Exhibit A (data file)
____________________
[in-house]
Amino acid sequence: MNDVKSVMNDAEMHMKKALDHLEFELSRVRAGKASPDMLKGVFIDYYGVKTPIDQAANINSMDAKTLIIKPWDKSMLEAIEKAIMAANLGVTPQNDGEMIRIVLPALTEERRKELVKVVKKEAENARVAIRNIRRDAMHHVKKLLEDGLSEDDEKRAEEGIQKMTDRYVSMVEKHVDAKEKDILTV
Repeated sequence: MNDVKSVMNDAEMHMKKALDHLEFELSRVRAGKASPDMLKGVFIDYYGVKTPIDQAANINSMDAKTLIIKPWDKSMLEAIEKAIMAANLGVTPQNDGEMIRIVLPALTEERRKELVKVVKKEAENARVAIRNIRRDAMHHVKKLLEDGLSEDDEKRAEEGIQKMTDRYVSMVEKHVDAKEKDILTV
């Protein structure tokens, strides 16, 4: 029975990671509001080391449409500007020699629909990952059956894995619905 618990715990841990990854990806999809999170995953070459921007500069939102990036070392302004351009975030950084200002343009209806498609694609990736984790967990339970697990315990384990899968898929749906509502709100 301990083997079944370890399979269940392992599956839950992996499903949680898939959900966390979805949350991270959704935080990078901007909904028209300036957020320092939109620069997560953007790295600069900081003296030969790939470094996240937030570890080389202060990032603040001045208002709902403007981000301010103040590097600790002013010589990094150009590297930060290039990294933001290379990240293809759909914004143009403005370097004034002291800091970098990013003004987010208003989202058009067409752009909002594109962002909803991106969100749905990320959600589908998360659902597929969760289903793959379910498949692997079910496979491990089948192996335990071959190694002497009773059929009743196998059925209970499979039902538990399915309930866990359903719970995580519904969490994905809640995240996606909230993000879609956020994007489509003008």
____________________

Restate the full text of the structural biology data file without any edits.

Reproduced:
[in-house]
Amino acid sequence: MNDVKSVMNDAEMHMKKALDHLEFELSRVRAGKASPDMLKGVFIDYYGVKTPIDQAANINSMDAKTLIIKPWDKSMLEAIEKAIMAANLGVTPQNDGEMIRIVLPALTEERRKELVKVVKKEAENARVAIRNIRRDAMHHVKKLLEDGLSEDDEKRAEEGIQKMTDRYVSMVEKHVDAKEKDILTV
Repeated sequence: MNDVKSVMNDAEMHMKKALDHLEFELSRVRAGKASPDMLKGVFIDYYGVKTPIDQAANINSMDAKTLIIKPWDKSMLEAIEKAIMAANLGVTPQNDGEMIRIVLPALTEERRKELVKVVKKEAENARVAIRNIRRDAMHHVKKLLEDGLSEDDEKRAEEGIQKMTDRYVSMVEKHVDAKEKDILTV
């Protein structure tokens, strides 16, 4: 029975990671509001080391449409500007020699629909990952059956894995619905 618990715990841990990854990806999809999170995953070459921007500069939102990036070392302004351009975030950084200002343009209806498609694609990736984790967990339970697990315990384990899968898929749906509502709100 301990083997079944370890399979269940392992599956839950992996499903949680898939959900966390979805949350991270959704935080990078901007909904028209300036957020320092939109620069997560953007790295600069900081003296030969790939470094996240937030570890080389202060990032603040001045208002709902403007981000301010103040590097600790002013010589990094150009590297930060290039990294933001290379990240293809759909914004143009403005370097004034002291800091970098990013003004987010208003989202058009067409752009909002594109962002909803991106969100749905990320959600589908998360659902597929969760289903793959379910498949692997079910496979491990089948192996335990071959190694002497009773059929009743196998059925209970499979039902538990399915309930866990359903719970995580519904969490994905809640995240996606909230993000879609956020994007489509003008």